I went into this article (via joystiq) expecting another "OMG Sony is Doooomed!" style reaction from some comment about the cell processors or the cost of Sony's hardware or some other such thing. And sure enough, they landblast Sony's pricing pretty hard. But it's these points that hit home for me:
Current Software for the Competition looking at all the above factors.
Expected Upcoming Software looking at all the above factors.
Expected Upcoming Software for the Competition looking at all the above factors.
It's not like people won't plunk down $600 or $700 for a gaming rig. People do it all the time. Go hunt down the eBay sales from the 360's launch if you want to see just how much of a factor the cost isn't at launch. I agree they'll have to get the prices down quicker than previous generations to reach the kind of numbers I'm Sony's after ... but for the near future prices just isn't the problem.
The problem is that Sony hasn't illustrated any software which makes the PlayStation 3 a killer appliance. They keep commenting on how it's a supercomputer - but to the tech crowd (of which their early adopters will largely be comprised), that's meaningless unless there's something super to run on the supercomputer.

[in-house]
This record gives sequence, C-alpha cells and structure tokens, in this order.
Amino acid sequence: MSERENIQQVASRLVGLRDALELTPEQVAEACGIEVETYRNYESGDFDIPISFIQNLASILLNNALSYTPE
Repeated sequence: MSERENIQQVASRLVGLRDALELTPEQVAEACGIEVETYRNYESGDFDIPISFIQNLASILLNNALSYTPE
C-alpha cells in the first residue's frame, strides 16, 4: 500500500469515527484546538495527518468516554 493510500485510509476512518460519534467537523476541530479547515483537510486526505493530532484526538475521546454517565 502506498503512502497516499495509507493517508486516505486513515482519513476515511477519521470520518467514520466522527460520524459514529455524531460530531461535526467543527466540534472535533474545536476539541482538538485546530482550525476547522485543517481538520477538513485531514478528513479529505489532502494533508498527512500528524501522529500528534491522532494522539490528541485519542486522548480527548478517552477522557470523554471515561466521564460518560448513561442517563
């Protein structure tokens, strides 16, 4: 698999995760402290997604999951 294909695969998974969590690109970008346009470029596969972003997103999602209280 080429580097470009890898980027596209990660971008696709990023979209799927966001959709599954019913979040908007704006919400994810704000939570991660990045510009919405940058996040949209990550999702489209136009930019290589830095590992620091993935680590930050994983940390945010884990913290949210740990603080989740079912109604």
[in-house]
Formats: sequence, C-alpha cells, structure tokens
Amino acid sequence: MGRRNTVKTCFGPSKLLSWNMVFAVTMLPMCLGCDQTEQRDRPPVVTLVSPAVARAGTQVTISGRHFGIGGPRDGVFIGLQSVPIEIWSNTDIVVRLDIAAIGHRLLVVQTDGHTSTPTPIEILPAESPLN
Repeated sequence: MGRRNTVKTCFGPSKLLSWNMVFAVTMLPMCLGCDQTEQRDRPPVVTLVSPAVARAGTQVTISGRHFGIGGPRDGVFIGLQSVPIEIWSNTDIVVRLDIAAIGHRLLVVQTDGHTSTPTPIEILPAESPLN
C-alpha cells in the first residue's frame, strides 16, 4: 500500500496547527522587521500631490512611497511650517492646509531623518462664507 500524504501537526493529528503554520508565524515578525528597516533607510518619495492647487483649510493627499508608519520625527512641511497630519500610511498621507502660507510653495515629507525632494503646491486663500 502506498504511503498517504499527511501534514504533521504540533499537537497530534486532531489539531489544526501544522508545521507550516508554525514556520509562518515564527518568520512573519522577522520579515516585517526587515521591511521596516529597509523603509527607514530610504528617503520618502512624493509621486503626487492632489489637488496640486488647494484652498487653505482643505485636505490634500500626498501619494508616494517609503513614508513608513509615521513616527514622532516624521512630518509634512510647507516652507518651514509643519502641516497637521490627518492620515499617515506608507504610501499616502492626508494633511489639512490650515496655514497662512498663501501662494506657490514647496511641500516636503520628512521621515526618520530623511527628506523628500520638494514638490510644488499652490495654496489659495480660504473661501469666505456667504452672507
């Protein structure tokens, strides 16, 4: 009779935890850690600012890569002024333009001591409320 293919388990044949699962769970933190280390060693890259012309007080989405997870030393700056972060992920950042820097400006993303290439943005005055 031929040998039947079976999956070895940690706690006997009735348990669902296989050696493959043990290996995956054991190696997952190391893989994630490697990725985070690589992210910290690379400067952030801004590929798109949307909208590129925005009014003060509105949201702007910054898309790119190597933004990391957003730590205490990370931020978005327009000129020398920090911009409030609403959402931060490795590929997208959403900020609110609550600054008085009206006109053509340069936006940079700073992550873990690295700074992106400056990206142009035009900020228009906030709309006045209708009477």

Imagine someone trying to sell you the ultimate all terrain sports car, but you can only test drive it on city streets and under the speed limit. Why not just buy a Civic?
Worse - unlike the many of other tribbles people have assaulted Sony about, there's no excuse not to be displaying the software. Complaining about processor performance or overheating is ridiculous when the machine isn't even built yet. Software, though, can be prototyped and demoed without the final product. I'm not talking games here, mind you. It's not that Sony is missing it's Halo or Mario 64. They're missing their Xbox Live. Except they need something more integral to the digital convergence generation.
They're missing their iTunes, if you will.
tagged: playstation 3, gaming